One of my finds while in Kansas City

September 15, 2010 by

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No, not Civil War-related, but family-related… I had just finished visiting the National World War I Museum, and having spotted the Spanish-American War Monument, I drove over to it to snap a shot or two. But then, I saw this monument on a hill within site of the Span-Am monument. Intrigued, I took a walk […]

Personal recollections of the Civil War. By a Virginian. (D.H. Strother) [Installment 6]

September 12, 2010 by

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Returning to where I left off (my September 4, 2010/fifth installment of D.H. Strother’s “Recollections”)… April 19. – On going down into the town this morning I found that there had been considerable accessions to the State forces, seven or eight hundred having arrived during the night and morning, while as many more were reported […]

Personal recollections of the Civil War. By a Virginian. (D.H. Strother) [Installment 5]

September 4, 2010 by

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Returning to where I left off (my August 1, 2010/fourth installment of D.H. Strother’s “Recollections”)… The troops were now marching up the southern slope of the hill, since called Bolivar Heights, the crest of which was covered with pine woods and dense thickets of undergrowth, and furnished a favorable position from which to resist their […]

Personal recollections of the Civil War. By a Virginian. (D.H. Strother) [Installment 4]

August 1, 2010 by

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Returning to where I left off (my June 1, 2010/third installment of D.H. Strother’s “Recollections”), when Strother was present for the actions leading up to the taking of Harper’s Ferry by Virginia militia… and when he encountered “old friends” who were partaking in the endeavor… As these gentlemen had unadvisedly, perhaps, communicated their plans to […]

Personal recollections of the Civil War. By a Virginian. (D.H. Strother) [Installment 3]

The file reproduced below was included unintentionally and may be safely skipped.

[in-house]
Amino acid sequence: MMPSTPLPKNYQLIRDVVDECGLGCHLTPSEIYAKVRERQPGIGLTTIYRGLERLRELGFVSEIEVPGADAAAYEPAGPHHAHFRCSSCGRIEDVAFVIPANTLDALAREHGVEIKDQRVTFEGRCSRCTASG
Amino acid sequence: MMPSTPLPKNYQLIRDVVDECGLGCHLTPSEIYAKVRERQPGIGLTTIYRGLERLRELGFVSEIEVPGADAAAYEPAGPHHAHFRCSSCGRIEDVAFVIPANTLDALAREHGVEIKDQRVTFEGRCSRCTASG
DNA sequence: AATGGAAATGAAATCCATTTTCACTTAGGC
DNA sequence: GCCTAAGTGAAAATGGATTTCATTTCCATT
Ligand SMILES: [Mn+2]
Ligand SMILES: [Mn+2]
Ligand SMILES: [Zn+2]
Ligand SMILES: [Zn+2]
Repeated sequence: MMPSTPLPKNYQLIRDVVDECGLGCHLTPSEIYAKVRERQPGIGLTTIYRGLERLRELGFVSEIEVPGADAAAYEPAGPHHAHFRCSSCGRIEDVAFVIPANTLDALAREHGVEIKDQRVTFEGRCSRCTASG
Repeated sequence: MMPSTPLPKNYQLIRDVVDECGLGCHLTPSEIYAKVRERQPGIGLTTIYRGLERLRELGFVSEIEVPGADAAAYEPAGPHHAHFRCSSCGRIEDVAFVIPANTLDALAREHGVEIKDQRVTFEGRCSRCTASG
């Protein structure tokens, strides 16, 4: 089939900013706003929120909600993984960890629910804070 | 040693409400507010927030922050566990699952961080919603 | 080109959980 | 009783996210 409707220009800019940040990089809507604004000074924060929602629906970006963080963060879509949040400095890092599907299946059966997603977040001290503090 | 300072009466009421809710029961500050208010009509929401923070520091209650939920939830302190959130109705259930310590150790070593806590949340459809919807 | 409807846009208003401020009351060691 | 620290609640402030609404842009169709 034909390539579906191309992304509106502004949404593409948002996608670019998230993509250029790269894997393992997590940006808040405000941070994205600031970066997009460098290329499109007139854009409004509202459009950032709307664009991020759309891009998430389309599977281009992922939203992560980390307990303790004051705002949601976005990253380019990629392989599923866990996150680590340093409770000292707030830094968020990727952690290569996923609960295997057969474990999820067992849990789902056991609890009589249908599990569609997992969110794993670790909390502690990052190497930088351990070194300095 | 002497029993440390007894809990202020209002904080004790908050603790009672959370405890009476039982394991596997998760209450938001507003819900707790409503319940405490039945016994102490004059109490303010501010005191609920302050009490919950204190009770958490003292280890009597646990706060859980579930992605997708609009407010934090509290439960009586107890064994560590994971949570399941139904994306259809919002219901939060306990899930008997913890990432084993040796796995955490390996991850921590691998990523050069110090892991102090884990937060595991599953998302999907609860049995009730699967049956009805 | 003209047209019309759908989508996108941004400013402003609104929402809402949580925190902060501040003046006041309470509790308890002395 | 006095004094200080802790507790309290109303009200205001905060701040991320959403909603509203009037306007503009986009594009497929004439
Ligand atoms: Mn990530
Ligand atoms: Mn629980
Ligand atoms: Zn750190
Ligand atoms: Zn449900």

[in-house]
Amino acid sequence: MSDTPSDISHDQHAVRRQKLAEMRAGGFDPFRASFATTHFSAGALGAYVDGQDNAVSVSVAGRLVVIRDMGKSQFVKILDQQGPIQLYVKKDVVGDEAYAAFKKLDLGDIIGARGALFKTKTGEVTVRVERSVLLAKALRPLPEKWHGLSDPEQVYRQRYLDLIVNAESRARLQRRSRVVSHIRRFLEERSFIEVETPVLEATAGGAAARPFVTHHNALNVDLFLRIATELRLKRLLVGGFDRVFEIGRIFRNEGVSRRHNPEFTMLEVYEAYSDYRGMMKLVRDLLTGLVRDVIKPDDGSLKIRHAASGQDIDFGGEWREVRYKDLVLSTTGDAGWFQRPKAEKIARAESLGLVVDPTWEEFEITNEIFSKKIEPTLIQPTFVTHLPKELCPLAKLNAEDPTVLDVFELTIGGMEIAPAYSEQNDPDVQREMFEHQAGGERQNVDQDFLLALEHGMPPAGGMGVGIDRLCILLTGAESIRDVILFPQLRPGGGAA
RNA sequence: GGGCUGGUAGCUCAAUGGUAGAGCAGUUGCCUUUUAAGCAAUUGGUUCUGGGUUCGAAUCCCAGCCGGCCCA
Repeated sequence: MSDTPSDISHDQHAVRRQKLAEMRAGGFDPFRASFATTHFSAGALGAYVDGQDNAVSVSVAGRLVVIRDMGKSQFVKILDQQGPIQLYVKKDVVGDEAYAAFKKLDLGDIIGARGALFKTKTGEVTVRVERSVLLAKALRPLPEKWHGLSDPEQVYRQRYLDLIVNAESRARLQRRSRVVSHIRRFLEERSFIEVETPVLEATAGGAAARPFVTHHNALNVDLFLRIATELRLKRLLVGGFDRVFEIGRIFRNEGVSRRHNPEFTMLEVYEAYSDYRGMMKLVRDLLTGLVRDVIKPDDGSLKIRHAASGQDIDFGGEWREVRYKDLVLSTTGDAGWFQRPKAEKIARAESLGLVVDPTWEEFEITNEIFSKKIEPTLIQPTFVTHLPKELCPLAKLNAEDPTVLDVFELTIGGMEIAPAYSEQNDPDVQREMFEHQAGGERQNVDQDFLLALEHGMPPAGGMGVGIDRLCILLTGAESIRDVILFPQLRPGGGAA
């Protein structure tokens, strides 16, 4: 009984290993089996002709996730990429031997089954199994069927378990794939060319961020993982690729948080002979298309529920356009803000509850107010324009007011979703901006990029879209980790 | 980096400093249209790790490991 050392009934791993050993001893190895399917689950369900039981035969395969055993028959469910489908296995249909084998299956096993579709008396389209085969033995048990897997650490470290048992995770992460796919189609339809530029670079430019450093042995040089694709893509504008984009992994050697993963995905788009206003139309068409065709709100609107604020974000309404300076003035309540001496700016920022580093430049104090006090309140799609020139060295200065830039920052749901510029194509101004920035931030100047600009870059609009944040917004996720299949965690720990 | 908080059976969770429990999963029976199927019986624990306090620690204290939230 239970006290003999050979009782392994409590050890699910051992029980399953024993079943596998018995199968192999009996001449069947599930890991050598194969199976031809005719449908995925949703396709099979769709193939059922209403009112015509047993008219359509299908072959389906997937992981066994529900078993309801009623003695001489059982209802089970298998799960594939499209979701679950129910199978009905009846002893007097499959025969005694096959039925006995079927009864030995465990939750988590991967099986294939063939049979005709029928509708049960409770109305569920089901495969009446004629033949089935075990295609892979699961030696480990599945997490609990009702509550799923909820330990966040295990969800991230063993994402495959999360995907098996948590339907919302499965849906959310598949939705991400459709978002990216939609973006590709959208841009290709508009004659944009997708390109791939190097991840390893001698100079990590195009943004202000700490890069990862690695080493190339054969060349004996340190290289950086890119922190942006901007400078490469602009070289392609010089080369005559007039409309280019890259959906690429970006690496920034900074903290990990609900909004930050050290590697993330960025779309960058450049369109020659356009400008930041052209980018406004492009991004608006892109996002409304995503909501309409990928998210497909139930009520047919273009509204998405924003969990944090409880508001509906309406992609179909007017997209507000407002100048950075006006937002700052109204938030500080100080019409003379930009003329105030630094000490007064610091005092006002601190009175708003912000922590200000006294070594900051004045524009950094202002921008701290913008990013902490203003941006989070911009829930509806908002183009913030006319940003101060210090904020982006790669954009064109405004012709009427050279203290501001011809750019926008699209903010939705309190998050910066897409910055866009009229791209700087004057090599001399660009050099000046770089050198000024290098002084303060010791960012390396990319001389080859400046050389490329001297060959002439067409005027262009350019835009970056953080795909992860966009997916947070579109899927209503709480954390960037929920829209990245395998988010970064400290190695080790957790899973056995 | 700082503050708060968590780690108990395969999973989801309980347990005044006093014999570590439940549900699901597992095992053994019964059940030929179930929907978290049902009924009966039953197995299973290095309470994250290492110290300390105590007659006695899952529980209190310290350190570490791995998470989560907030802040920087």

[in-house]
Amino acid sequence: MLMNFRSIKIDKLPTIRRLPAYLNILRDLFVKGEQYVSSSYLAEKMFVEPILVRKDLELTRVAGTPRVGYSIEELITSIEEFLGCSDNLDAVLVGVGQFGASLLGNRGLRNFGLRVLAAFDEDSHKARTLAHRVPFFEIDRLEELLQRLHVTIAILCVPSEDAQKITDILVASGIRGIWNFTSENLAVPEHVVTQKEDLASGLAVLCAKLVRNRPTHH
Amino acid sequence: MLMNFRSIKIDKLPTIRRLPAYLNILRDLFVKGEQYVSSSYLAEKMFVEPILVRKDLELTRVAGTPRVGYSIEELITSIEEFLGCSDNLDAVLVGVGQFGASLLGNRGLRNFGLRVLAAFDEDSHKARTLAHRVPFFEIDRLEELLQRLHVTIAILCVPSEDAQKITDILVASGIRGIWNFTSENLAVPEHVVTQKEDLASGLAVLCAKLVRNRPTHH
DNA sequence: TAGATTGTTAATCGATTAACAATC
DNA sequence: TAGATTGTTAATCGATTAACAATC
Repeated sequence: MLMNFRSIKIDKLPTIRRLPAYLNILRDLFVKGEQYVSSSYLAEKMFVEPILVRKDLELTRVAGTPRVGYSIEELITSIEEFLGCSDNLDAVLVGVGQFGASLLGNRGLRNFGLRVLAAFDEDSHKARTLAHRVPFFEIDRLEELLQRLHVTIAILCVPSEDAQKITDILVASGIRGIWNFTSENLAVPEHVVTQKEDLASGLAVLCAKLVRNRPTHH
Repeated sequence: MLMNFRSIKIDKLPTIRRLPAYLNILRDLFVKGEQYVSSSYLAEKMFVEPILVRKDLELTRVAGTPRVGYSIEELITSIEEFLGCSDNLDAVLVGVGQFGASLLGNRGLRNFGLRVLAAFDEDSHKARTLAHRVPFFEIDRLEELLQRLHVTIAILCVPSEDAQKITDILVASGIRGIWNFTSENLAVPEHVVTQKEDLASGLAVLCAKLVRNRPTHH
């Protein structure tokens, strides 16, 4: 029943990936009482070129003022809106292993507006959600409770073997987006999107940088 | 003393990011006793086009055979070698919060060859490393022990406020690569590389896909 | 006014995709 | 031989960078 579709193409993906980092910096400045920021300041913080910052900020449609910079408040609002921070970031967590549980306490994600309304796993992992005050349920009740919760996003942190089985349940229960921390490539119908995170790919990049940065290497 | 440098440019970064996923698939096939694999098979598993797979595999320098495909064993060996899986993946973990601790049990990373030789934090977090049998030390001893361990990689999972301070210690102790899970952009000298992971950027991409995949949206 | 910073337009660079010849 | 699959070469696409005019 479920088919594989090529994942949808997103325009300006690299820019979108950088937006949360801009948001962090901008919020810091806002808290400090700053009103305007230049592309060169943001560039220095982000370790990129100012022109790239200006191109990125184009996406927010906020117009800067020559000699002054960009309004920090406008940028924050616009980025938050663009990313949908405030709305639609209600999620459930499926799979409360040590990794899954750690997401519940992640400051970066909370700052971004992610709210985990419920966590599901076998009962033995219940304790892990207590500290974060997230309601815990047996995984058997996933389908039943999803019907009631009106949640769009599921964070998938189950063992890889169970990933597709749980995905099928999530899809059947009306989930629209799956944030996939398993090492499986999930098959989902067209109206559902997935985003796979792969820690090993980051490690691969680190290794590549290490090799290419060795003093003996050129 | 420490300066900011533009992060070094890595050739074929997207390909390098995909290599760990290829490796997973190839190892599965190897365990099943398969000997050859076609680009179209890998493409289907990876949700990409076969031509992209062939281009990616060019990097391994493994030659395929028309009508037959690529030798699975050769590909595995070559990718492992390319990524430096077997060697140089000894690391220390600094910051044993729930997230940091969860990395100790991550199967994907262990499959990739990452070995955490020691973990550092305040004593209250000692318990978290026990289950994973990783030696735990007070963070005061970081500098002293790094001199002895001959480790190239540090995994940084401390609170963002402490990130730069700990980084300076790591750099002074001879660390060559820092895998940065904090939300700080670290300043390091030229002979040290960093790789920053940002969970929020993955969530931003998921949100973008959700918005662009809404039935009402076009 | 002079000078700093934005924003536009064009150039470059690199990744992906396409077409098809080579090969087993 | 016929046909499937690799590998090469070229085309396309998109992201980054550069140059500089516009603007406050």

June 1, 2010 by

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Continued from Installment 2… … Although this people has been chiefly occupied in talking politics for eighty years or more, I can not perceive that they have made any advance toward enlightenment on the subject. Not one man in ten of those I meet seems to have the slightest idea of where his duty or […]

Feeling rather “Porte’ish”

May 7, 2010 by

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As anyone who reads this blog and my Southern Unionists Chronicles Blog (and sees my profile pic on Twitter… and occasional profile pic in FB) knows… I’m a big follower of David Hunter Strother (aka “Porte Crayon”)… and for some time, I’ve been wanting to transcribe the first portion of his “Personal Recollections of the […]

The Loyal Ladies of Winchester, Virginia

January 19, 2010 by

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As one who is particularly interested in information about Southern Unionists in the Shenandoah Valley, this image truly ranks among those rich discoveries found at places where I would have never anticipated. Regretfully, it’s hard to make out what the flag looked like (it also doesn’t help when I can’t use a flash!), specifically, but, […]

Status of Southern Unionists Chronicles

January 6, 2010 by

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Yes, it’s still active. Until today, I haven’t posted anything in months, but reader activity has been on and off, and, when there are comments, the discussion has proven enjoyable. What I like most is hearing from those who are descended from Southern Unionists and “can handle the truth.” It’s really refreshing. True, I get […]

Marker of the week in HMDB

March 1, 2009 by

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As I mentioned last week, I’ve been contributing some marker data to the Historic Markers Database. It’s a lot of fun, especially for someone who likes to set up tour guides and virtual tours among existing markers and locations where there should be markers. In the instance of recording the “Four Locks” marker on the C&O […]

A white man remembers slavery in the Shenandoah Valley

February 3, 2009 by

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I was wondering if I could interest the present generation by giving them a little of the history of antebellum days of slavery and how some things were done in by-gone days – things that I know did really happen. Now all I shall tell of will be done without doing violence to the truth […]

State-by-state comparison of secession referendum numbers

December 9, 2008 by

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Being just plain curious about the secession referendum in other states, I started looking-up the numbers a short time ago, and what I found surprised me. Texas, Tennessee, and Virginia appear to be the only states to actually allow the public to voice their opinion on the idea of secession. In Texas, the vote was […]

Southern Unionists as traitors to the Confederacy?

June 11, 2008 by

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Recently, I read something about somebody portraying Gen. George H. Thomas at living histories and some people referring to him as a traitor to his own people. Really, I find that a very odd statement to make regarding people of the South who preferred to remain loyal to the United States. While it’s true that […]